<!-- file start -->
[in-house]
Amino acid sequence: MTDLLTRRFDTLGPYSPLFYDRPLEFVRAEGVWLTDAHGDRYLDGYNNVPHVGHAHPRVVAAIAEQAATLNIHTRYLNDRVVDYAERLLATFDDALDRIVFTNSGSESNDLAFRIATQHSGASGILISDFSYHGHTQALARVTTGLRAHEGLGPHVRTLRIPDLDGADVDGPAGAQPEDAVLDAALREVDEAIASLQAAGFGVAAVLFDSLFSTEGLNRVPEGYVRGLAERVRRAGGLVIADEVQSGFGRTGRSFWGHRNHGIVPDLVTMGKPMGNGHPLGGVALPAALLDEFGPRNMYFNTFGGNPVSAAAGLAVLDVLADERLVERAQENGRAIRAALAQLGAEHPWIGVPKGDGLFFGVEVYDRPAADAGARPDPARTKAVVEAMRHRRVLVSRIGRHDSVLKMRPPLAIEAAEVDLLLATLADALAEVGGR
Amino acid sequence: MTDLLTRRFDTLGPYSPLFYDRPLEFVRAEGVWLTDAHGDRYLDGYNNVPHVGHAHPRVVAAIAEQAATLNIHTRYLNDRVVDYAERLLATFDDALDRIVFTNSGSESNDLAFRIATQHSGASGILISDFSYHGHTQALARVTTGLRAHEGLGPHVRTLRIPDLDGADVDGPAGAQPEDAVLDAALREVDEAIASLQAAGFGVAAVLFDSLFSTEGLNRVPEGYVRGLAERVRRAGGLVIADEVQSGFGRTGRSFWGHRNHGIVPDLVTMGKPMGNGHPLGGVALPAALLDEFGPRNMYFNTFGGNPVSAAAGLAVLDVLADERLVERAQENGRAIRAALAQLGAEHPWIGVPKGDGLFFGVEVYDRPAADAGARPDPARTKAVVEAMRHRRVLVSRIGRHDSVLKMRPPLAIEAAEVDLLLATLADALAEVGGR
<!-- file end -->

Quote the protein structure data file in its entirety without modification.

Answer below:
[in-house]
Amino acid sequence: MTDLLTRRFDTLGPYSPLFYDRPLEFVRAEGVWLTDAHGDRYLDGYNNVPHVGHAHPRVVAAIAEQAATLNIHTRYLNDRVVDYAERLLATFDDALDRIVFTNSGSESNDLAFRIATQHSGASGILISDFSYHGHTQALARVTTGLRAHEGLGPHVRTLRIPDLDGADVDGPAGAQPEDAVLDAALREVDEAIASLQAAGFGVAAVLFDSLFSTEGLNRVPEGYVRGLAERVRRAGGLVIADEVQSGFGRTGRSFWGHRNHGIVPDLVTMGKPMGNGHPLGGVALPAALLDEFGPRNMYFNTFGGNPVSAAAGLAVLDVLADERLVERAQENGRAIRAALAQLGAEHPWIGVPKGDGLFFGVEVYDRPAADAGARPDPARTKAVVEAMRHRRVLVSRIGRHDSVLKMRPPLAIEAAEVDLLLATLADALAEVGGR
Amino acid sequence: MTDLLTRRFDTLGPYSPLFYDRPLEFVRAEGVWLTDAHGDRYLDGYNNVPHVGHAHPRVVAAIAEQAATLNIHTRYLNDRVVDYAERLLATFDDALDRIVFTNSGSESNDLAFRIATQHSGASGILISDFSYHGHTQALARVTTGLRAHEGLGPHVRTLRIPDLDGADVDGPAGAQPEDAVLDAALREVDEAIASLQAAGFGVAAVLFDSLFSTEGLNRVPEGYVRGLAERVRRAGGLVIADEVQSGFGRTGRSFWGHRNHGIVPDLVTMGKPMGNGHPLGGVALPAALLDEFGPRNMYFNTFGGNPVSAAAGLAVLDVLADERLVERAQENGRAIRAALAQLGAEHPWIGVPKGDGLFFGVEVYDRPAADAGARPDPARTKAVVEAMRHRRVLVSRIGRHDSVLKMRPPLAIEAAEVDLLLATLADALAEVGGR